Some people believe that life is not about how many breaths you take, but instead how many moments take your breath away. What’s for certain is that the time we have is precious. Spend some time today with those you love.

Seconds tick by and turn into minutes. Minutes turn into hours, and hours turn into days. The days turn into years and, before you know it, time has flown by.

Have you ever made a split-second decision? You were going to do X, but then…at the last second…you changed your mind and did Y instead. Maybe it was choosing the path less traveled instead of the wide road. Whatever the reason, mere seconds can be well spent and change lives forever.

Have you ever stopped to consider how many seconds you have? If every second counts, then let’s count the seconds we have. For example, how many seconds do we have in a day? A month? A whole year?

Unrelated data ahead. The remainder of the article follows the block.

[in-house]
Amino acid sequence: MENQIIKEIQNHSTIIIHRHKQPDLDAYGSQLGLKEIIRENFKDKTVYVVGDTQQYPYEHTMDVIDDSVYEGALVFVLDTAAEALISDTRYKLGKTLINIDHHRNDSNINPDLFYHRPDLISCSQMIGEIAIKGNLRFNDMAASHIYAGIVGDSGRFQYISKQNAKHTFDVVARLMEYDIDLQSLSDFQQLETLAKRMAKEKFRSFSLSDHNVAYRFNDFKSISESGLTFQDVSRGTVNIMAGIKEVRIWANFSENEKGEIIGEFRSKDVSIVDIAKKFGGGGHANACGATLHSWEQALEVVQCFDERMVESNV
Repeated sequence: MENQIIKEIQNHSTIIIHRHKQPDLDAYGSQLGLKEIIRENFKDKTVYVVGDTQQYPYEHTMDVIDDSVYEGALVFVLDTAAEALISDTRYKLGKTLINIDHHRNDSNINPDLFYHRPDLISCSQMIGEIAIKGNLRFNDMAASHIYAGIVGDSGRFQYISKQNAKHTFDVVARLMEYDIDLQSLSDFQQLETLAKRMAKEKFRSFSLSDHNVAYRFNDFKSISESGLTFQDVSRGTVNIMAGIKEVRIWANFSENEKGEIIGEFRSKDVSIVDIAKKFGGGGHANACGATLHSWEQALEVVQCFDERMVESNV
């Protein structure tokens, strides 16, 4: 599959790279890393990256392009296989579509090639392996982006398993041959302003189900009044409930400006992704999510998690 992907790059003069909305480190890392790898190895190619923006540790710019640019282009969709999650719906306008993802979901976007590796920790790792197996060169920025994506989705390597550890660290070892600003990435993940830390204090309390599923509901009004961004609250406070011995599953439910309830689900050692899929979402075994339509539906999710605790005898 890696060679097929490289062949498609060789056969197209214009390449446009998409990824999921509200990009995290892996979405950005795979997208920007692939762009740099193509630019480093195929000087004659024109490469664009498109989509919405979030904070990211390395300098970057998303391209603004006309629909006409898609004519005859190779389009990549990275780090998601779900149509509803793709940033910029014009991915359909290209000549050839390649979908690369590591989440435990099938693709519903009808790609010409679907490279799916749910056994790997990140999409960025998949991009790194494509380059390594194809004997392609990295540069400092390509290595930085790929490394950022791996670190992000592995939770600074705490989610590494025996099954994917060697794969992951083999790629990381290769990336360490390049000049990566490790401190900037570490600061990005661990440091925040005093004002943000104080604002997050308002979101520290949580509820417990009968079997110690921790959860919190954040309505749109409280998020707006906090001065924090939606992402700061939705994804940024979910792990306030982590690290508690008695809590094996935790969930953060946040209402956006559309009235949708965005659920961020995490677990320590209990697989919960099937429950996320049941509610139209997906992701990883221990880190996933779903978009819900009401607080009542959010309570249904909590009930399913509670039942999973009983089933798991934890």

A wise man once said that there are 12 seconds in a year. January 2^{nd}, February 2^{nd}, March 2^{nd}…OK, you get the picture. But those aren’t the seconds we’re talking about! We mean that small unit of time that’s about as long as it takes to say, “one thousand one.”

To figure out how many seconds there are in a year, we’re going to need to know a little math. To convert a certain quantity to a different unit of measure, we need to figure out what is called the conversion factor.

To do this, we need to come up with a ratio — or fraction — that equals one. In the ratio, the conversion factor is a multiplier that gets applied to the larger unit to convert it into the smaller unit through multiplication.

Sound confusing? Don’t worry. A simple example will make things clear. When thinking about how many seconds there are in a year, let’s first figure out the different units of measurement of time involved. We have the second, the minute, the hour, the day, the month and the year.

Let’s start with the largest of these measures: the year. To convert years to the next smallest unit — the month — we have to know how many months are in a year. Since we know there are 12 months in a year, our ratio would be 1:12 (one year:12 months) or 1/12. So, the conversion factor is 12.